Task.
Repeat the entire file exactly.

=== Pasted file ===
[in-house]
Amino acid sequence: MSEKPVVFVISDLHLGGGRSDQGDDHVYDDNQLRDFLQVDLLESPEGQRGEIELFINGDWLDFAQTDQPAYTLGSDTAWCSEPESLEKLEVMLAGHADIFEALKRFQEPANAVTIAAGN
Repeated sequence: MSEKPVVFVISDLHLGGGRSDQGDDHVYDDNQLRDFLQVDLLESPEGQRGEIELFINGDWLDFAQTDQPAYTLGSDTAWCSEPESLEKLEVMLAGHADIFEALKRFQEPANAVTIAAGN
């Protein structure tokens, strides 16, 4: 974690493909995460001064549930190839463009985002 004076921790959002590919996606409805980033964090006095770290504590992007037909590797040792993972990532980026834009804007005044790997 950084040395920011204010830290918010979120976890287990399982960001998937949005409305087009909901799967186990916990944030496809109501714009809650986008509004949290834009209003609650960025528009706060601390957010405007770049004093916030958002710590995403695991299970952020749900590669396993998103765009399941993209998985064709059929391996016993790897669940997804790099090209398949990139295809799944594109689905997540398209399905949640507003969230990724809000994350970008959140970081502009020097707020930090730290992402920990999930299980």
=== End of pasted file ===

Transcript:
[in-house]
Amino acid sequence: MSEKPVVFVISDLHLGGGRSDQGDDHVYDDNQLRDFLQVDLLESPEGQRGEIELFINGDWLDFAQTDQPAYTLGSDTAWCSEPESLEKLEVMLAGHADIFEALKRFQEPANAVTIAAGN
Repeated sequence: MSEKPVVFVISDLHLGGGRSDQGDDHVYDDNQLRDFLQVDLLESPEGQRGEIELFINGDWLDFAQTDQPAYTLGSDTAWCSEPESLEKLEVMLAGHADIFEALKRFQEPANAVTIAAGN
């Protein structure tokens, strides 16, 4: 974690493909995460001064549930190839463009985002 004076921790959002590919996606409805980033964090006095770290504590992007037909590797040792993972990532980026834009804007005044790997 950084040395920011204010830290918010979120976890287990399982960001998937949005409305087009909901799967186990916990944030496809109501714009809650986008509004949290834009209003609650960025528009706060601390957010405007770049004093916030958002710590995403695991299970952020749900590669396993998103765009399941993209998985064709059929391996016993790897669940997804790099090209398949990139295809799944594109689905997540398209399905949640507003969230990724809000994350970008959140970081502009020097707020930090730290992402920990999930299980």